the Doctor shouldn't die when he's supposed to die.

TV I should probably be saving this for next Thursday but well, hum. Updating the ever popular contemporary Who chronology with Night Terrors (reviewed here and below), I realised I needed to work out if it went before or after Torchwood's Miracle Day. Finally bothering to look in the TARDIS Index File at the dates when these fictional events in a fictional universe occur I stumbled on this:

Torchwood's Miracle Day is set in and around 22nd March 2011 and knocks on for a good few months.

The astronaut parts of The Impossible Astronaut are set in Utah, USA, 22nd April 2011.

WTF?  FFS!  etc etc etc

Davies and Moffat apparently have chatted about how the two shows effect one another in which case how could something like this occur? From a suspension of disbelief point of view, it would mean the Doctor wilfully ignored the world going to the wall and neither Amy or Rory bothered to tell him.  Or River.  Or Canton Delaware.

But, as a few people noted on Twitter when I posted this information there, it would also logically mean the Doctor shouldn't die when he's supposed to die.  Ish.  Arguably he does become a category one, and they did burn the body. 

But we don't know how Miracle Day's going to end.  For all we know all the category ones could miraculously be re-constituted from the ashes, in which case so could the Doctor.

I suppose it's one thing for the many decades of spin-off media to be contradicted by the television series, it's the mechanism under which Doctor Who has always worked.  It's something else for the two television shows to contradict each other quite this much, especially after all the hoopla in Torchwood's first couple of series enmeshing itself with the parent series.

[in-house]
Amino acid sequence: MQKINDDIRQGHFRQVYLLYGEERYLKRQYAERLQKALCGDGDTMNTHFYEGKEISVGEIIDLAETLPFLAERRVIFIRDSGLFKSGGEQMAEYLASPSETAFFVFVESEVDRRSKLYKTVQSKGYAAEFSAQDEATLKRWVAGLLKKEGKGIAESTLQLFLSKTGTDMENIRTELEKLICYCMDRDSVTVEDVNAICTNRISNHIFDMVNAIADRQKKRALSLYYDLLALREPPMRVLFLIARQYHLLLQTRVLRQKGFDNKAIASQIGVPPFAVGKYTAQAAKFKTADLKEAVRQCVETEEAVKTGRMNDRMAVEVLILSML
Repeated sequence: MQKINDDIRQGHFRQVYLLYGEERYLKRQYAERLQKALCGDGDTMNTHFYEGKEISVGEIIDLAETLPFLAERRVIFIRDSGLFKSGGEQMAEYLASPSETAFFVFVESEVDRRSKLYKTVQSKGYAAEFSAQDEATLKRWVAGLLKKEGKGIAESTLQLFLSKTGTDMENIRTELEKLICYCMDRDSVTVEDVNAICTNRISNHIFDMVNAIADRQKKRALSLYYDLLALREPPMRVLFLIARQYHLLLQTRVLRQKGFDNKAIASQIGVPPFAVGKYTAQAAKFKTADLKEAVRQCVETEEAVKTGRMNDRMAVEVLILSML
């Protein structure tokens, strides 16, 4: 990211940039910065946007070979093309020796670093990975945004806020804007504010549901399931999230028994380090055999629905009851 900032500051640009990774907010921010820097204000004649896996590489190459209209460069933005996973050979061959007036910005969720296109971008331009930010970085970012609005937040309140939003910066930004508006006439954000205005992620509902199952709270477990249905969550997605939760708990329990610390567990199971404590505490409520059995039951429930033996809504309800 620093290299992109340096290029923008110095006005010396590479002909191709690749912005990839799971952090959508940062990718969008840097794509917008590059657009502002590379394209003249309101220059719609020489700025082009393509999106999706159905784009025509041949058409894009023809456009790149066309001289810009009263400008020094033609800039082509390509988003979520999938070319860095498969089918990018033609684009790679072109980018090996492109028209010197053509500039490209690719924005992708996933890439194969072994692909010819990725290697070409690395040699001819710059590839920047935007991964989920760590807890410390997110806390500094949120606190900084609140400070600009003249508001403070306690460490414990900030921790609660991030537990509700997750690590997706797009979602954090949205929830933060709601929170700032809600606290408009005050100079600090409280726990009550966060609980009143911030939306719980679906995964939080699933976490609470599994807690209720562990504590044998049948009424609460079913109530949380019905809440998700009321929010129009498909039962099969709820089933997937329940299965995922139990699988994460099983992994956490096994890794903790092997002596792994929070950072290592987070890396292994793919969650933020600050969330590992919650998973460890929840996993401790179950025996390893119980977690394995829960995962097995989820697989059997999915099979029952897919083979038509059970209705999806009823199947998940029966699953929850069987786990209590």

Assuming it is a contradiction and Miracle Day isn't indeed going to be used to resolve all of this. Either way, we can probably now add, "ruining Doctor Who" to the list of its crimes.

Updated! As has been pointed out, the headline to this post is potentially misleading since the Doctor isn't human and its been established that Miracle Day only effects humans. Unless, I suppose he wasn't joking in the TV movie. But the point still stands. This means the Doctor et al are on Earth during Miracle Day when everything is going to pot and do nothing about it ...

Updated! Showing the kind of determination only a fan would have, I've sat through the thing again and found the on-screen proof. It's Rex's text message towards the end:

The only potential contradictory bit of info is that the text was sent at 6:13pm, but the on-screen caption just before says they landed at 5pm:

Though that can be explained away through the complexity of international time zones. Obviously.
Update! 06/09/2011 Another possibility. Perhaps this part of the episode was being shot this March and no one bothered to change the date and time when they sent the text message to the prop assuming no one would be paying attention this or bother to freeze frame.

They obviously don't know us very well.

Assuming that is the screen from the prop and not a CGI replacement. If it is a CGI replacement, that makes it deliberate. In which case we're back where we started. More along, move along ...

Update!  11/09/2011  This post has been featured at SFX Magazine's blog.  Here's a new blog post about that.

No comments: